Letters

Robots and jobs

November 8, 2018   ·   0 Comments

WRITTEN BY BRIAN LOCKHART

“Train to become a television repairman!”

Anyone of a certain age remembers seeing that ad on the back of a comic book with a few other standards like Sea Monkeys and x-ray glasses.

I did buy the Sea Monkeys for, I think, a dollar, and had three full days of fun watching my colony go from a thousand swimmers down to two lonely survivors. I had my doubts about the x-ray glasses though.

The television repairman ad featured an illustration of a television along with happy looking guy in uniform complete with a official looking jaunty cap.

Learning the trade of checking vacuum tubes and repairing television sets was at one time an actual job.

If your TV had problems a guy would come to your house and fix it so the whole family could tune in and watch the Ed Sullivan show or I Love Lucy.

The reason you don’t see those ads any more is because, thanks to solid state digital technology, you no longer repair a television set. You take it to the dump or the local electronic recycling station.

The same goes for pretty much every other electronic device. If it doesn’t work, you buy a new one.

The servicing job simply became redundant.

There are a lot of jobs that have either dwindled down to a few people still doing it or have simply disappeared altogether. A lot more seem to be on the verge of going the way of the dinosaur, and there is an even bigger list of jobs expected to be reduced in huge numbers or simply fade away in the next 20 years.

In the manufacturing industry especially, there has been a lot of concern over technology replacing employees. Many automotive plants already have robots that do what people used to do.

The difference is that a robot doesn’t make mistakes, doesn’t get tired, always shows up for work, never complains, is available all the time, and best of all, doesn’t expect a pay cheque at the end of the week.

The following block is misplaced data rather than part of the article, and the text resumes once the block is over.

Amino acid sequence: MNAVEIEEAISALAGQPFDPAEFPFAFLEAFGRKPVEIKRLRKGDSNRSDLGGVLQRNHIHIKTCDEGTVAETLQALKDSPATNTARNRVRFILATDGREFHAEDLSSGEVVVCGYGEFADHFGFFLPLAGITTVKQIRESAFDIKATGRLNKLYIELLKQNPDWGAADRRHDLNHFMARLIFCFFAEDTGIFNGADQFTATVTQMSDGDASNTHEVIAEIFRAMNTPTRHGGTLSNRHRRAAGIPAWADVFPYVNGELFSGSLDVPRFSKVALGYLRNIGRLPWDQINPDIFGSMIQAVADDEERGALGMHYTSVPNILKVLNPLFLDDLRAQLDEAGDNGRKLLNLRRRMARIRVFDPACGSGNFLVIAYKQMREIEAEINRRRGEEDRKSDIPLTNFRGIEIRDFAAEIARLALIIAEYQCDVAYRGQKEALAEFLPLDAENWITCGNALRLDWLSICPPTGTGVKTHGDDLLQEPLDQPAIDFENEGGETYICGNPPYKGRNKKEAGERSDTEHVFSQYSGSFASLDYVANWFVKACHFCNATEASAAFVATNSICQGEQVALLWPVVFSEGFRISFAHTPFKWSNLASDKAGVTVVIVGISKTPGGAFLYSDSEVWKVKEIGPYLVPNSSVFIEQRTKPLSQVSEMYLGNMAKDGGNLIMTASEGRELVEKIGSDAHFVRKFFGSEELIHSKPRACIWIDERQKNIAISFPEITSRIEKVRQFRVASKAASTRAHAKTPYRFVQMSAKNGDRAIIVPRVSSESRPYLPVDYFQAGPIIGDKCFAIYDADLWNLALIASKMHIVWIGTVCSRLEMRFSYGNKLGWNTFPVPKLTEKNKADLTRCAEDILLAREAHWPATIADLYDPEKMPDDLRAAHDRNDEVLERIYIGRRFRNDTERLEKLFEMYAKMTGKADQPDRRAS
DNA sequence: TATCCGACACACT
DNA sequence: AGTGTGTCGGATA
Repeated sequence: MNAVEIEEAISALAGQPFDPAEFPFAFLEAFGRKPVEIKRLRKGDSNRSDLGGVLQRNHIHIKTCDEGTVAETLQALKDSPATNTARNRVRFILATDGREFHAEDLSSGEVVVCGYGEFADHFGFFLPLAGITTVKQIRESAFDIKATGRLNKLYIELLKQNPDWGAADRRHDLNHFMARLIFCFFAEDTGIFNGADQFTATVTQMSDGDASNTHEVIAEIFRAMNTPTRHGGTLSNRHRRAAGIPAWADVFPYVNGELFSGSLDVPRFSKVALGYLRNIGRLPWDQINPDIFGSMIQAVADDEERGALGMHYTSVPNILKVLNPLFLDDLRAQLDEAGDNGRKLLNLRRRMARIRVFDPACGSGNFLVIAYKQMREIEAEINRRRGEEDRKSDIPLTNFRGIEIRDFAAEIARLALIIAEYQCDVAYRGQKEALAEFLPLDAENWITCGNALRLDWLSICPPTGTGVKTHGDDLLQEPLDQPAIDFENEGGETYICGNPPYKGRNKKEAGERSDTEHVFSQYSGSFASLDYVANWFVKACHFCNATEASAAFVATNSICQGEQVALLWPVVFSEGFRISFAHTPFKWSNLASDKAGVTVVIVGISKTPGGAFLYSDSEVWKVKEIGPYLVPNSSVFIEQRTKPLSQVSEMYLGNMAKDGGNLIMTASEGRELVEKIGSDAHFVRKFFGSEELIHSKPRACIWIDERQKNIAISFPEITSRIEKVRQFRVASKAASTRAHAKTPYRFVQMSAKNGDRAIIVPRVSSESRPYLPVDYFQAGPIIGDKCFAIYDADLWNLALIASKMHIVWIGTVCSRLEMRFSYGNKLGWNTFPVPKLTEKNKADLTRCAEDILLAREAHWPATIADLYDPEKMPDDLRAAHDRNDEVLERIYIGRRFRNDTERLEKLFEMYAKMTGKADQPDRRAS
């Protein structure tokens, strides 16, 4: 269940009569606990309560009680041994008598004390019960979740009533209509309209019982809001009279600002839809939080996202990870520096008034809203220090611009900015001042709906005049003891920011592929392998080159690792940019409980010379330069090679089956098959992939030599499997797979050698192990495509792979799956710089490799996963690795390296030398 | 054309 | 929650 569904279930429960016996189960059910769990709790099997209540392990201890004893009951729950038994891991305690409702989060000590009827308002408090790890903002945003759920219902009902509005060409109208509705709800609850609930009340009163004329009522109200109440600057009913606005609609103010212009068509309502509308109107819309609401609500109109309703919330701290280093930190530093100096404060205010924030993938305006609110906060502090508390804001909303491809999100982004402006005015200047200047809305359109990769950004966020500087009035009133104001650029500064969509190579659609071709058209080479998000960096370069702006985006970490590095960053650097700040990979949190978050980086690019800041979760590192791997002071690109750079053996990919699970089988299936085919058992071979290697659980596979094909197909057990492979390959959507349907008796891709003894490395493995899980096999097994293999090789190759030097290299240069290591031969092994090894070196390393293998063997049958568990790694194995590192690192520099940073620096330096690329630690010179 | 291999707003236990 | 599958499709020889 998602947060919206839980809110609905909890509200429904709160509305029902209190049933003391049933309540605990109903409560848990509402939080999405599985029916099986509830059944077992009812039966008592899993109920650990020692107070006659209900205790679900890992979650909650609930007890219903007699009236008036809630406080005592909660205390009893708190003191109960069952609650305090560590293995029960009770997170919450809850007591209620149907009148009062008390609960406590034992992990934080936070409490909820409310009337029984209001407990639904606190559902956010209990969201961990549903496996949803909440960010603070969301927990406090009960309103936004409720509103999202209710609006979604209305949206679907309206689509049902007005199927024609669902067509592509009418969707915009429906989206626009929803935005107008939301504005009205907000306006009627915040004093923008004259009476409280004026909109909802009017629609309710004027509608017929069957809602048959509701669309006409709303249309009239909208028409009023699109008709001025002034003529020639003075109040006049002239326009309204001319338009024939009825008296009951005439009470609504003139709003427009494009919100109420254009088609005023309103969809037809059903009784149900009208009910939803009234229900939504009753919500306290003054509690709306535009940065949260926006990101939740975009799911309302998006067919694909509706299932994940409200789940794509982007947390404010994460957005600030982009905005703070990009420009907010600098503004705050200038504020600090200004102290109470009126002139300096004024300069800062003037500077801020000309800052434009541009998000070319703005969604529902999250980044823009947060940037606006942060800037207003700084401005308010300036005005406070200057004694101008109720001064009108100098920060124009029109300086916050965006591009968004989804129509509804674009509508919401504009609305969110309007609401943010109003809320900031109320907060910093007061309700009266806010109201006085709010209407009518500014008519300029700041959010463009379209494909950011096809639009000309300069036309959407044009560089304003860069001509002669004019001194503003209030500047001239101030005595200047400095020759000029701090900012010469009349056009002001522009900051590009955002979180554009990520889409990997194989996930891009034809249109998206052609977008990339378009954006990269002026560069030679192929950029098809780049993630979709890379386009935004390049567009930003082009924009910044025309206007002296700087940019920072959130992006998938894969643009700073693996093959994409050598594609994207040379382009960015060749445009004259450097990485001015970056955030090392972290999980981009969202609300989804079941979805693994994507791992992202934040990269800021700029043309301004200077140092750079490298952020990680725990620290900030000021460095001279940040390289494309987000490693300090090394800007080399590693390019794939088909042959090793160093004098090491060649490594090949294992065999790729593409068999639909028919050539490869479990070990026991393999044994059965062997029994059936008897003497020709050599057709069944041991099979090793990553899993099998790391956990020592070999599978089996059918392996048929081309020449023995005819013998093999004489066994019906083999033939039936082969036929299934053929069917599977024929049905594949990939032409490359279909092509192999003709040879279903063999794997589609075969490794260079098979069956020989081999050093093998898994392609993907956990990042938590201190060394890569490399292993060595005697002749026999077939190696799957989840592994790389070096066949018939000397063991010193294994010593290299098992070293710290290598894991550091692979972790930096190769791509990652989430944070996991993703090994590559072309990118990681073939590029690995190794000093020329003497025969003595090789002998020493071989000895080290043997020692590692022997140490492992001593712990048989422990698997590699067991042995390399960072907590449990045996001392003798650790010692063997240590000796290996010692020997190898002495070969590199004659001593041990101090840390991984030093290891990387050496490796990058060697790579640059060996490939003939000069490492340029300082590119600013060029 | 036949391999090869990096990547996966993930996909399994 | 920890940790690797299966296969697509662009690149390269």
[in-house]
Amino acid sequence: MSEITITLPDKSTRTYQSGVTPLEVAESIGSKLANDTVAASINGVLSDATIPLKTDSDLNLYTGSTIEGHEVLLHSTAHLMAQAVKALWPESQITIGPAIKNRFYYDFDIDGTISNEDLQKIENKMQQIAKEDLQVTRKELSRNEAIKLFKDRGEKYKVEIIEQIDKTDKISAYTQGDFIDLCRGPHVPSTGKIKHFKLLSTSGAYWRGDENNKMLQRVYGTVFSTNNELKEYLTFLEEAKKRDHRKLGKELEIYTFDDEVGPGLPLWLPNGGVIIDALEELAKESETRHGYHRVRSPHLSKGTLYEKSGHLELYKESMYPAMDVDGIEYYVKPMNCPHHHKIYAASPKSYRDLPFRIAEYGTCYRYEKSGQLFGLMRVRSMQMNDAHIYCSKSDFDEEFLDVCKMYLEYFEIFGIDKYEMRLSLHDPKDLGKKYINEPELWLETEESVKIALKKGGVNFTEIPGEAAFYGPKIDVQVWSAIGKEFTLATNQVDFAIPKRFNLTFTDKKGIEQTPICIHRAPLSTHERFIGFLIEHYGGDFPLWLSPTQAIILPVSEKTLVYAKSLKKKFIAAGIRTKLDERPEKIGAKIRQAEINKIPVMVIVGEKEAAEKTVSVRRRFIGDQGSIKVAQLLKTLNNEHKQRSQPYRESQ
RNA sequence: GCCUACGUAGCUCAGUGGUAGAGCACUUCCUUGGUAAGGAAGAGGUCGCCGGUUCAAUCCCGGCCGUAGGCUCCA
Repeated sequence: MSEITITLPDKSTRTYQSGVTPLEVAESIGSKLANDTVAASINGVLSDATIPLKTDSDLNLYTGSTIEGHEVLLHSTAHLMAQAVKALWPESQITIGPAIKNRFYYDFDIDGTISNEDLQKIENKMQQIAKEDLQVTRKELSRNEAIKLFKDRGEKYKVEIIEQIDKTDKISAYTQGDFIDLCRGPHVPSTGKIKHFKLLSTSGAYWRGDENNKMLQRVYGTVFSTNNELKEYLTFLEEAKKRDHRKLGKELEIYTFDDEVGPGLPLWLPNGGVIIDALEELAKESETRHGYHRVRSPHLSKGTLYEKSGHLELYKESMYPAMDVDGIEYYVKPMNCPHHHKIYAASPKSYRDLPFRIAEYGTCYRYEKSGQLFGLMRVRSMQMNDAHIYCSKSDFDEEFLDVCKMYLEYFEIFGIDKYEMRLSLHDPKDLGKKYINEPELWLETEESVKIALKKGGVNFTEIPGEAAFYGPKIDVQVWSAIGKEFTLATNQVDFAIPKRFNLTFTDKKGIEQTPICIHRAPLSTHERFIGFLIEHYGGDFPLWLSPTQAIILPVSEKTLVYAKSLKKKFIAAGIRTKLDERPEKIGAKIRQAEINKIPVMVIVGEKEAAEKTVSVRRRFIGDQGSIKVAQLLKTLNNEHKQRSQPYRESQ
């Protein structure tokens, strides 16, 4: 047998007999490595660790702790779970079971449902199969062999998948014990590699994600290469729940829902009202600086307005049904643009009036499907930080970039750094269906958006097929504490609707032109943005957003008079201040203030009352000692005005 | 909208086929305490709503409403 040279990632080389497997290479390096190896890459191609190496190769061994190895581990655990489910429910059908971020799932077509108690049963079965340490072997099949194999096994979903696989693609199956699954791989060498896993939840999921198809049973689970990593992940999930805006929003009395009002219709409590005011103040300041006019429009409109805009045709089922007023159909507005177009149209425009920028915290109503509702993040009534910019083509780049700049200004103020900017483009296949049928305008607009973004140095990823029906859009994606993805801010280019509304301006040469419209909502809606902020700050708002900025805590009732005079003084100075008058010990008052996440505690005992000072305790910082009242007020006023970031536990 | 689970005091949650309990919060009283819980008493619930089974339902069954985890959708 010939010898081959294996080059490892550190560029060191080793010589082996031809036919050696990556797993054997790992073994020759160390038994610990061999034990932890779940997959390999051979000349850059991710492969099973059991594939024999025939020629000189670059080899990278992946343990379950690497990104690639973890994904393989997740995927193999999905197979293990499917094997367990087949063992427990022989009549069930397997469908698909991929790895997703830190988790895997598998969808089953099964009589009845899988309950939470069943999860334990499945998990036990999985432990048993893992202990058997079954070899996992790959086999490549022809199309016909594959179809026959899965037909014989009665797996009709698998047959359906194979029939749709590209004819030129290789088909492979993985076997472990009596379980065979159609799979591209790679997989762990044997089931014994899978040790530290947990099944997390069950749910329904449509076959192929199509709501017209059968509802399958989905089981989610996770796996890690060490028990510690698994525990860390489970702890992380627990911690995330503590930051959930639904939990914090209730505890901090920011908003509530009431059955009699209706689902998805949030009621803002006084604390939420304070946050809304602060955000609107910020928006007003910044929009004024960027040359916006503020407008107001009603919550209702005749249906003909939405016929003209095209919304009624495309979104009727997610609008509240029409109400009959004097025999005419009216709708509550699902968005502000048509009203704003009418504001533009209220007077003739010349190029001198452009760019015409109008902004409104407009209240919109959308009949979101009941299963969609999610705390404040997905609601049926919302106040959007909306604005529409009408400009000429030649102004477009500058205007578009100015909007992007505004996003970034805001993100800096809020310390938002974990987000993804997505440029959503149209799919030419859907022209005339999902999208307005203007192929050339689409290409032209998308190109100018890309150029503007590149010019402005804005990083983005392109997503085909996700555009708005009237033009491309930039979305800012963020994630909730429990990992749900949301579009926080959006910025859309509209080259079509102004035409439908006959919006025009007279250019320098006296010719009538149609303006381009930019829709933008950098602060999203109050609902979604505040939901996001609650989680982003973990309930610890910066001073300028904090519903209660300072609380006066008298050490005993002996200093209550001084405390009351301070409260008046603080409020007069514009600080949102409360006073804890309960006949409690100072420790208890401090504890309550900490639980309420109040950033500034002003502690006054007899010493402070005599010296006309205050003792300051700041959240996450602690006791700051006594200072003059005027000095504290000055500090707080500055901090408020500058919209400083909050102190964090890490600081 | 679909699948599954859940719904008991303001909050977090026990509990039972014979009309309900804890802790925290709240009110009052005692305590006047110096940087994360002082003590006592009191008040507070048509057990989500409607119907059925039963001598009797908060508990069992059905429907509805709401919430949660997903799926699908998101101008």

From a business perspective investing in a robot makes sense. It will do a job and will save you big bucks over time and increase your bottom line – and that’s what business is all about, and that’s why investors buy shares in public companies.

Of course many unions are fretting over job loss. That’s what they do for a living – protect their workers.

So far the industry has not seen big job losses due to increased technology – a least not in large numbers like seeing an entire plant re-tooled, outfitted with robots, and a thousand people out of work.

Currently the Honda plant in Alliston, for example, employs around 4,600 people and lots more through other companies that supply parts and transportation. No doubt that number will get smaller over time.

The question some are asking is, what are all these people going to do about employment?

Well, there is a lot of good news with all this technology replacing workers.

For the most part, it seems people leaving certain job sectors will go via attrition. Whether retirement or job changes, companies will simply not replace a worker.

As employment opportunities decrease in some areas, other opportunities will open up.

The challenge is for the next generation of people entering the work force to make some good decisions when it comes to preparing for a future.

Training will become everything. Most companies now require at least a high school diploma – although that is merely a formality. A high school diploma doesn’t qualify you to work in a fast food restaurant any more than having a grade 8 education does.

In the future, completing high school will become almost meaningless in the world of employment. The way the job market is trending, pretty much everyone will need some kind of skill to compete and find a job.

That is the good side of all this new technology. People must be better educated, and that includes everything from completing a degree in technology to being trained in an apprenticeship in the trades – which by the way is a field that is predicted to need a lot of new people in the next ten years.

While the TV repairman, and most likely the Maytag guy we used to see on TV, have disappeared, new technology is opening up a lot of new opportunities.

You just have to look for them.

         

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